UPTE represents some 10,000 lab assistants, computer technicians and researchers across the university system. Workers are paid approximately $30,000 to $40,000 annually.

The UPTE has cited a 33 percent turnover rate among technical workers employed on a variety of critical research projects. “We’re out here to send a public message that staff turnover is unacceptable. We can’t find a cure for cancer if one-third of the people are leaving every year for the private sector,” said union director Dominic Chan.

Coca-Cola workers strike in California and Connecticut

About 1,700 workers in Los Angeles and another 400 in East Hartford, Connecticut went on strike last week against Coca-Cola enterprises over a company proposal to force workers to shoulder a greater share of health care costs. According to the Teamsters union, some of the bitterness among workers stems from the company’s lavish health care plans handed out to departing executives.

Coca-Cola Enterprises, a separate entity from Coca-Cola Company, is the world’s largest beverage bottler. The two strikes are regional disputes involving production workers and drivers and represent only a small portion of Coca-Cola Enterprises’ 74,000 workers in 46 states.

Ohio county workers strike against paid benefit takeaway

Some 500 workers at Franklin County Children Services in Columbus, Ohio went on strike May 18 in opposition to the county agency’s demand that union members begin paying a portion of health insurance premiums. Workers are opposing the new demand on the basis that they have swapped wage increases in the past to maintain benefits. It is believed that the county will broaden the attack on full-paid benefits to another 5,300 county workers.

New York Racing Association clerks fired for sick-out

The New York Racing Association (NYRA) announced the firing May 24 of 59 clerks and the suspension of another 30 after an alleged sick-out. The action by the 89 clerks took place May 21 during a live racing program at Belmont Park in New York and stems from the failure of the Division of Mutual Employees union and the NYRA to reach an agreement since the old contract expired in 2003.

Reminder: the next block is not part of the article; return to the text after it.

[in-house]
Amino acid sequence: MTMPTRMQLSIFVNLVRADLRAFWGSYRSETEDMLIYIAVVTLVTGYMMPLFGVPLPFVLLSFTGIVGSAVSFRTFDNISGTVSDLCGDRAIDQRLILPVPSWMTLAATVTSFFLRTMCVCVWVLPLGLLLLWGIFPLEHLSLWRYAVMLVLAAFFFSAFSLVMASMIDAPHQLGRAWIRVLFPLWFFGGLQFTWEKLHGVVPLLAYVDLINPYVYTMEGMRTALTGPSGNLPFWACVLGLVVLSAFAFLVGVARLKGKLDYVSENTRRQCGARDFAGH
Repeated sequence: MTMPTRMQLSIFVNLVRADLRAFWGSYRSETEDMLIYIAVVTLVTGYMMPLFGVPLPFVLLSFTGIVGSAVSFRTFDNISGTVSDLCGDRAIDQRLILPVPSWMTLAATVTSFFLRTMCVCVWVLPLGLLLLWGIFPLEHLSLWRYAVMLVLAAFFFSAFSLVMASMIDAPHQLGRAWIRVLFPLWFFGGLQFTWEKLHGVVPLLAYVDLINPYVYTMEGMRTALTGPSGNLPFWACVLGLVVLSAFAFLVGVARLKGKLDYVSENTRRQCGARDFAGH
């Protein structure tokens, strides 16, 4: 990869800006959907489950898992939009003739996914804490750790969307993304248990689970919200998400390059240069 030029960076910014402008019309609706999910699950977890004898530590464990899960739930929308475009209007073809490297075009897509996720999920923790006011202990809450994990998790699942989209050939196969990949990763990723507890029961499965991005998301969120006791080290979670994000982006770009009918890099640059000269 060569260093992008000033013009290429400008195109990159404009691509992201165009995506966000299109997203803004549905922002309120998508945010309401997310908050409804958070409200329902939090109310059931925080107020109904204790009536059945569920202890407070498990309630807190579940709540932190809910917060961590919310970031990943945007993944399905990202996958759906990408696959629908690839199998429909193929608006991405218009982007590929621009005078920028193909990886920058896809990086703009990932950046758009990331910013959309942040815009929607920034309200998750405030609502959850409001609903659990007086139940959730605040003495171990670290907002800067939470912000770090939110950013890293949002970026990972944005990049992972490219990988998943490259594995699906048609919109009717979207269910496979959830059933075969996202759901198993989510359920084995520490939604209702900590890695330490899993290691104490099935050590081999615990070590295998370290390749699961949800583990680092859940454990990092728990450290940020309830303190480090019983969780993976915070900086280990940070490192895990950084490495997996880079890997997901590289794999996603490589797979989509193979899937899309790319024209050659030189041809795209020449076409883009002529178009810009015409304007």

When the sick-out became apparent on the day of the action, the union made phone calls to all clerks. Those who answered and came in to work were issued suspensions without pay. Union chairman Sal Zammitto told the New York Post the union “did not sanction any type of walkout or strike.”

New York nursing home workers protest

Local 1199 of the Service Employees International Union (SEIU) picketed 44 upstate New York nursing homes May 28 to win support for increased wages and benefits in the current contract negotiations. The SEIU is asking the state legislature to appropriate $80 million in the 2005-2006 budget to assist nursing homes.

In some instances, management of the nursing homes back the legislative measure as the only way to retain staff and reduce the turnover rate.


Ottawa taxi drivers’ strike ends

About nine hundred drivers with Ottawa’s Blue Line Taxi service have ended their strike with a ratification vote on May 22. Some 88 percent voted in favor of a new three-year contract with the taxi line’s owner, Coventry Connections.

The drivers, members of Canadian Auto Workers (CAW) Local 1688, went on strike at the beginning of May against the company’s demand for a 32 per cent increase in fees. The ratified contract includes a lower increase and insures that the employer cannot introduce major technological changes, such as GPS for tracking vehicles, without driver approval.

Ontario power utility employees stage one-day strike

On May 25 more than 1,000 professional employees at Hydro One, the Ontario government-owned power distribution company, held a one-day strike across the province in a new attempt to pressure the company to agree to a fair contract. The workers, represented by the Society of Energy Professionals, have rejected the employer’s previous offers twice, both times with an overwhelming margin of over 95 per cent. The offers contained demands for a 10 per cent cut in wages and lower benefits for all new-hires, as well as an additional four hours of work per week without compensation. The one-day strike was called by the union only after an unsuccessful two-week work-to-rule campaign.